Could impact investing provide
double-digit returns?

03 October 2021

Providing access to credit is a social impact initiative

More than 1 billion people in Asia still have no access to formal financial services — meaning, no formal employment, no bank account, no meaningful ability to engage in commerce online or offline. By some estimates, only 27% percent of adults have a bank account, and only 33% of firms have a loan or line of credit. The only way for them to get the loan is to turn to alternative lenders, non-banking financial institutions aimed to solve the problem of financial inclusion.

Impact lending to alternative credit providers

Low regulatory restrictions compared to the bank industry provide alternative lenders with an opportunity to go to the client’s niches unavailable for banks. Technology driving alternative lenders powered by digital distribution, big data credit scoring, and low-cost customer services capture an increasing market share in the region. Unfortunately, alternative lenders have limited access to funding. They can’t attract deposits as banks do, bonds are also unavailable due to the size of the business. As usual, they are financed by equity or expansive private debt some-time exceeding 20% p.a. cost of funding.

Kilde, impact investment exchange in Asia

At Kilde, a Singaporean investment platform for alternative assets, we do our best to help impact lenders to raise debt from institutional and accredited investors. Our complex data-driven approach helps investors to get 7-11% risk-adjusted yield by investing into impact lender’s private bonds issued on the regulated platform. 

We carefully select alternative lenders with strong financial performance and a sustainable impact lending approach. Kilde partners with a variety of alternative lenders in the region that provide a wide range of services to underbanked customers in Asia:

  • Education loans in Indonesia
  • Salary loans in the Philippines
  • Micro SME loans in Singapore
  • Car loans and property loans for entrepreneurs in Kazakhstan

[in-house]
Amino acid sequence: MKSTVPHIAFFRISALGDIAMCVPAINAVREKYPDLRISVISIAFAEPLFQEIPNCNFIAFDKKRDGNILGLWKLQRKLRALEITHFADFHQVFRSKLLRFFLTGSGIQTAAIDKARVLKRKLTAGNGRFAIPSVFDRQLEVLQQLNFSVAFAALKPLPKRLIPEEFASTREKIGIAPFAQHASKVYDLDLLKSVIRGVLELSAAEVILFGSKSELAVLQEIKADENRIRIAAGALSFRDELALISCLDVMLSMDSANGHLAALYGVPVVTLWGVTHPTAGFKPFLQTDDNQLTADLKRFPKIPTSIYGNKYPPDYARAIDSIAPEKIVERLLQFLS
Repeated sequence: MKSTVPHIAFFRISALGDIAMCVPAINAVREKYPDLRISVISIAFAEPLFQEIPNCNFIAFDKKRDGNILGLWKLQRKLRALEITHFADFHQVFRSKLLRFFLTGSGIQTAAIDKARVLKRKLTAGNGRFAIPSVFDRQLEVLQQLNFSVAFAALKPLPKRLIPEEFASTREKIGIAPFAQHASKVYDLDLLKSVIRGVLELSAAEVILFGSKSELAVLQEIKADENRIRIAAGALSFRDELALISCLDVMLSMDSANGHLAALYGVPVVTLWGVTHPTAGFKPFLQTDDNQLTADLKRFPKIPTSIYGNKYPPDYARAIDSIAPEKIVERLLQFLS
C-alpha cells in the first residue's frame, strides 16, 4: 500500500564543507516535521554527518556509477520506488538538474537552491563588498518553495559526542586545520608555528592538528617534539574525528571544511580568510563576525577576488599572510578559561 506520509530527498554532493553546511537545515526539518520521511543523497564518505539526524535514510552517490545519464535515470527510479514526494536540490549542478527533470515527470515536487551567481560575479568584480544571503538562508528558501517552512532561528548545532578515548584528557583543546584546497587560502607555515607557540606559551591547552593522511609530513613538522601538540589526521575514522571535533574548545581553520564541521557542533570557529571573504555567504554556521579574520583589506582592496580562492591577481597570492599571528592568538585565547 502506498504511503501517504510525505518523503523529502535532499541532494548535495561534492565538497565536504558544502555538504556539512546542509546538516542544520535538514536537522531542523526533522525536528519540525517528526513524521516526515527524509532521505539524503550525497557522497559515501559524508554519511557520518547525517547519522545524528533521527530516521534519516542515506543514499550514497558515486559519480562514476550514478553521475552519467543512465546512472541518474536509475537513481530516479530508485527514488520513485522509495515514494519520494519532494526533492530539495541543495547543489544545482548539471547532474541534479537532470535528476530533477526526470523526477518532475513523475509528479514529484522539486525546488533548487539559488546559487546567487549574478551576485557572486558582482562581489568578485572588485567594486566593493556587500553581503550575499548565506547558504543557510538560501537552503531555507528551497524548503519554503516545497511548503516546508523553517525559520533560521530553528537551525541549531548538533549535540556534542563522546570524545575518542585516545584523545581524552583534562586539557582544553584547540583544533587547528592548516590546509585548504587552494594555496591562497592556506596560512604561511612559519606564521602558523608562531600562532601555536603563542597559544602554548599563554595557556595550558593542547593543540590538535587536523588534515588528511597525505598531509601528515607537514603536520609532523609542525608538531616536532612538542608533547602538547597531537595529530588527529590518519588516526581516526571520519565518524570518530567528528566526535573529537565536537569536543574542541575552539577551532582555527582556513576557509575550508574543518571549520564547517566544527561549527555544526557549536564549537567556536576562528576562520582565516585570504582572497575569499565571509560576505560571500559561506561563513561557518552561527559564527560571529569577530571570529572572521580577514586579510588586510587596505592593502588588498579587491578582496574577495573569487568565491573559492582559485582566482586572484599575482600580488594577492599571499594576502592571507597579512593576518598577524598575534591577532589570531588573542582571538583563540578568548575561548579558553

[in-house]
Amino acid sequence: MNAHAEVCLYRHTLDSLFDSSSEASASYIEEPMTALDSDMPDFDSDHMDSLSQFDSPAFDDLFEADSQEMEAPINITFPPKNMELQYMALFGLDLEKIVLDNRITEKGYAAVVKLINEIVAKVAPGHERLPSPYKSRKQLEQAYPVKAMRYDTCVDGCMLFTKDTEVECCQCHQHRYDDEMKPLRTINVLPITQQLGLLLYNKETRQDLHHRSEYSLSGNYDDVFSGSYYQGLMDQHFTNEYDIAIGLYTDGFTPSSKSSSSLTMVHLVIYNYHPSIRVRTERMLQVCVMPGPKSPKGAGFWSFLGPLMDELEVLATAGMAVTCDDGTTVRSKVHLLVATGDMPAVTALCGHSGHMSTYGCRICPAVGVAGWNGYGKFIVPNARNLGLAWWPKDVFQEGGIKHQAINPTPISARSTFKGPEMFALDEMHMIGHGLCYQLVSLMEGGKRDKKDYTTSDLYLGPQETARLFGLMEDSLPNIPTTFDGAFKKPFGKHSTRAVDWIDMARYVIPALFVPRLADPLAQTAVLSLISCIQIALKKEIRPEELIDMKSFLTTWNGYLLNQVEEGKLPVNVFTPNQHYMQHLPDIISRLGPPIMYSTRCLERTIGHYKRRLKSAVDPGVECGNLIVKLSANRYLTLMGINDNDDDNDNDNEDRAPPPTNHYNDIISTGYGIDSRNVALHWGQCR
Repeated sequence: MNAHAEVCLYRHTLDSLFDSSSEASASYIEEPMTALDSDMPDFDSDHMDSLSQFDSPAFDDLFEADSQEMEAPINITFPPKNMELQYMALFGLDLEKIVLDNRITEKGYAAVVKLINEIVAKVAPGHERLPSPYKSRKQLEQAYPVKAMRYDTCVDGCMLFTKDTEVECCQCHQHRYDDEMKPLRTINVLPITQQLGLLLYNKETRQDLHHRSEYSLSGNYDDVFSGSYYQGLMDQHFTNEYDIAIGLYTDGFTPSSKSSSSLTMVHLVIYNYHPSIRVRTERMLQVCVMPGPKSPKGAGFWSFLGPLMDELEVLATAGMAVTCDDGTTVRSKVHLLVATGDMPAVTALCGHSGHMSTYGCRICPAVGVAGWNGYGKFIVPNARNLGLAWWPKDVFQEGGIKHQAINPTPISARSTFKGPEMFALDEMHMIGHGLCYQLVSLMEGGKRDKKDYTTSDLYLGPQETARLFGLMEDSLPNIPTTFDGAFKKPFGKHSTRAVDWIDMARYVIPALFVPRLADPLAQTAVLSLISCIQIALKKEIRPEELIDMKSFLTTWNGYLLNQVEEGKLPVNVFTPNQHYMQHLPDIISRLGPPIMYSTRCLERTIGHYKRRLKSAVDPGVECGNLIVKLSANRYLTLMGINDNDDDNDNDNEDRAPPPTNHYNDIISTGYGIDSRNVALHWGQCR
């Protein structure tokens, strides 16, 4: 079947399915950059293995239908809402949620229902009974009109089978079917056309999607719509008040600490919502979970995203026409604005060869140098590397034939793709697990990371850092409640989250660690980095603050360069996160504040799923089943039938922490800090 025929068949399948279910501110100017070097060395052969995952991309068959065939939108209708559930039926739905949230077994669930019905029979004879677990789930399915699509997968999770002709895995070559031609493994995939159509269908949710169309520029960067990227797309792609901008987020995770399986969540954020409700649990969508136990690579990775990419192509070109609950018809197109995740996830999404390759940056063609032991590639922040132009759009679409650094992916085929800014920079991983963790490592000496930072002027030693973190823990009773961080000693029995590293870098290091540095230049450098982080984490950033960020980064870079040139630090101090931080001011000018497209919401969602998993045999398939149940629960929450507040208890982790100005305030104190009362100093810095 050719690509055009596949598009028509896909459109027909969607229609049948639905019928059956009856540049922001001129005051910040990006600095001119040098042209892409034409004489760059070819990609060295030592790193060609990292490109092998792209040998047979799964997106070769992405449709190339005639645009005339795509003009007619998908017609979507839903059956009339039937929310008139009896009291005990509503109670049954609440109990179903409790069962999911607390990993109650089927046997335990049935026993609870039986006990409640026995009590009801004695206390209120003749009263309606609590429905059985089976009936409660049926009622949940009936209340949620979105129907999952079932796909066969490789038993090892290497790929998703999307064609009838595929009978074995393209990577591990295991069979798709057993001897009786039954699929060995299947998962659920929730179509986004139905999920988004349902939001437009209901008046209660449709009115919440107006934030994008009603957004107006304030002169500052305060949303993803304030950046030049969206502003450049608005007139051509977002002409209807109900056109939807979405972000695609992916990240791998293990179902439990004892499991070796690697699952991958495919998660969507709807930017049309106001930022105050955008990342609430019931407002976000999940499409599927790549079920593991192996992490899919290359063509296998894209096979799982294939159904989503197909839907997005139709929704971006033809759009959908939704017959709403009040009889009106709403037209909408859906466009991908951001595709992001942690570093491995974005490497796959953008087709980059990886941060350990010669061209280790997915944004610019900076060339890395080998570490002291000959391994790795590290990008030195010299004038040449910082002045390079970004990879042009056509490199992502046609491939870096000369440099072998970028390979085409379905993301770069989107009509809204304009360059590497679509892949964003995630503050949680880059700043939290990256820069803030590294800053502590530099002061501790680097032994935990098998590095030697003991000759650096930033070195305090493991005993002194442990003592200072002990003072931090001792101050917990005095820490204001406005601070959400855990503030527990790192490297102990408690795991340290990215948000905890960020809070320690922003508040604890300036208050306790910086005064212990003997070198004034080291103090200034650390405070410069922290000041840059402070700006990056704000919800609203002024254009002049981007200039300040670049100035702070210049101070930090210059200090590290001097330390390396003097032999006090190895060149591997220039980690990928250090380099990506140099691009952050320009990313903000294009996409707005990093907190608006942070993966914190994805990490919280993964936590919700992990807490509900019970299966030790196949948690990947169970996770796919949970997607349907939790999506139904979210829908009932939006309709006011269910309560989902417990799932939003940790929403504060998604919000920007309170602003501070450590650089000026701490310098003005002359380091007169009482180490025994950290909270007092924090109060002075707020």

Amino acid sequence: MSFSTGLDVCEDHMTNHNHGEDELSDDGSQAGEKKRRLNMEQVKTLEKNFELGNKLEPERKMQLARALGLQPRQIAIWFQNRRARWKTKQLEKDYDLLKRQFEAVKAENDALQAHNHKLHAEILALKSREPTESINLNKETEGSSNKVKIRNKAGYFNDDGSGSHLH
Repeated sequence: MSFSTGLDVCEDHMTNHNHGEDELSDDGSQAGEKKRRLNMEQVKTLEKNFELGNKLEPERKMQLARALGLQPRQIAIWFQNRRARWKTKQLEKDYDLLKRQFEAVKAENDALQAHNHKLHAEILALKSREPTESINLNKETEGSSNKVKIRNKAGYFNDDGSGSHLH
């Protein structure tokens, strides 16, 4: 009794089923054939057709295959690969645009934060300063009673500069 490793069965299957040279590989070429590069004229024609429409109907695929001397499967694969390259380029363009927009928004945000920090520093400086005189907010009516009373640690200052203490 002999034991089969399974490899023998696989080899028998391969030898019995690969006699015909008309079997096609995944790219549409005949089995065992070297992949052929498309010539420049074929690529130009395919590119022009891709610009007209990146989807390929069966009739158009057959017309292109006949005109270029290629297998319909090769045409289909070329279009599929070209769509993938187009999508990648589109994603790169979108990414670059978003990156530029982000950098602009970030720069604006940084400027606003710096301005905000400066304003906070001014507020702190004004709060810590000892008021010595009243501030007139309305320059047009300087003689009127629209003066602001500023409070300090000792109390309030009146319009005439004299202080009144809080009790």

• SME loans in Indonesia.  

Social impact of educational and salary loans

One of the examples of the impact lenders is Pintek, a financial technology company aiming to democratize access to education in Indonesia through affordable and flexible credit. The company services all educational expenses from kindergarten and high school to university, postgraduate and vocational training programs.

One of the examples of the impact lenders raising funds on our platform is salary loans provider in the Philippines, a subsidiary of the international group Robocash. The company partners with employers and helps their employees to become financially healthier and happier. The salary-linked solution helps employees to receive salaries in advance or get affordable long-term loans.

Returns on social impact investments

Image source: McKinsey & Company, A closer look at impact investing, February 2018

The industry is becoming more attractive for equity and venture investors. As McKinsey's research has shown, the investments averaging at $13M yielded between 0-18% p.a. Among the shareholders of some of our partners are the top-rated venture funds and international groups. It helps lenders to improve their capital structure and increase the sustainability of the business.  

The client base of our partners exceeds 5 million underbanked people and SMEs. Access to funding helps impact lenders to provide better and cheap services to their clients. Thanks to the support of investors, someone from Indonesia or the Philippines could get a loan to send their children to school or open their own small business. 

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About the author

Oleg Kryukovskiy
Oleg is the founder & co-CEO of KILDE, a regulated platform for alternative investments. KILDE is powering digital lending firms with debt capital to reach underbanked customers in South East Asia.

Disclaimer:
KILDE PTE LTD is incorporated in Singapore under the registration no. 201929587K and holds a Capital Markets Services licence (CMS101016) issued by the Monetary Authority of Singapore to deal in capital markets products under the Securities and Futures Act (Cap. 289). The information on this website is intended for “institutional investors” and “accredited investors”, in accordance with the Securities and Futures Act (Cap. 289) of Singapore. Information provided on this website does not constitute an offer, invitation to invest, solicitation or advice on buying or selling financial instruments and other capital market products.